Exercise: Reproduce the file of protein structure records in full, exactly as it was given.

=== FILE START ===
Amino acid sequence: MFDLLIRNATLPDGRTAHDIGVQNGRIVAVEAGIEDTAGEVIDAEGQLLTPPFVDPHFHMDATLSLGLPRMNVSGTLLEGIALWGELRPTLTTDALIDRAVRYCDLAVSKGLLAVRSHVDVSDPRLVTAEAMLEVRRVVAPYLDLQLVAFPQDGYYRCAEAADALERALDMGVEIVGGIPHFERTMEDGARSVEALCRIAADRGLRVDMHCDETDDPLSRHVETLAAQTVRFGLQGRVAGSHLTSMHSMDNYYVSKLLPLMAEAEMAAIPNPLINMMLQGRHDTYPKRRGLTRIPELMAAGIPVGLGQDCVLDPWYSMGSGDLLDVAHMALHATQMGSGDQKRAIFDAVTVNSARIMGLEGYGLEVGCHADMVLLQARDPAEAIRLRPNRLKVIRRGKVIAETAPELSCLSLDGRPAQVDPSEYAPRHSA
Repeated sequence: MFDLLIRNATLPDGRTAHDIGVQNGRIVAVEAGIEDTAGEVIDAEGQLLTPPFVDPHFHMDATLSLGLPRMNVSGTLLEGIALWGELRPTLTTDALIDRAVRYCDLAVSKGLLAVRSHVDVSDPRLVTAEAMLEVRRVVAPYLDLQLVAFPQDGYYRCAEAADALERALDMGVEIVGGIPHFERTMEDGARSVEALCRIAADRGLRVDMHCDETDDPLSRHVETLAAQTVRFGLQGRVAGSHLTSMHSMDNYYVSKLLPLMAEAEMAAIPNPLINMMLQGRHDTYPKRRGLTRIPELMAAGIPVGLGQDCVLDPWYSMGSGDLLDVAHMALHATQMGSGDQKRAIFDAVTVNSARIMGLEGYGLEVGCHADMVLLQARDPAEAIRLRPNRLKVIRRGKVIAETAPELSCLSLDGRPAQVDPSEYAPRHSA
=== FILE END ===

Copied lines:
Amino acid sequence: MFDLLIRNATLPDGRTAHDIGVQNGRIVAVEAGIEDTAGEVIDAEGQLLTPPFVDPHFHMDATLSLGLPRMNVSGTLLEGIALWGELRPTLTTDALIDRAVRYCDLAVSKGLLAVRSHVDVSDPRLVTAEAMLEVRRVVAPYLDLQLVAFPQDGYYRCAEAADALERALDMGVEIVGGIPHFERTMEDGARSVEALCRIAADRGLRVDMHCDETDDPLSRHVETLAAQTVRFGLQGRVAGSHLTSMHSMDNYYVSKLLPLMAEAEMAAIPNPLINMMLQGRHDTYPKRRGLTRIPELMAAGIPVGLGQDCVLDPWYSMGSGDLLDVAHMALHATQMGSGDQKRAIFDAVTVNSARIMGLEGYGLEVGCHADMVLLQARDPAEAIRLRPNRLKVIRRGKVIAETAPELSCLSLDGRPAQVDPSEYAPRHSA
Repeated sequence: MFDLLIRNATLPDGRTAHDIGVQNGRIVAVEAGIEDTAGEVIDAEGQLLTPPFVDPHFHMDATLSLGLPRMNVSGTLLEGIALWGELRPTLTTDALIDRAVRYCDLAVSKGLLAVRSHVDVSDPRLVTAEAMLEVRRVVAPYLDLQLVAFPQDGYYRCAEAADALERALDMGVEIVGGIPHFERTMEDGARSVEALCRIAADRGLRVDMHCDETDDPLSRHVETLAAQTVRFGLQGRVAGSHLTSMHSMDNYYVSKLLPLMAEAEMAAIPNPLINMMLQGRHDTYPKRRGLTRIPELMAAGIPVGLGQDCVLDPWYSMGSGDLLDVAHMALHATQMGSGDQKRAIFDAVTVNSARIMGLEGYGLEVGCHADMVLLQARDPAEAIRLRPNRLKVIRRGKVIAETAPELSCLSLDGRPAQVDPSEYAPRHSA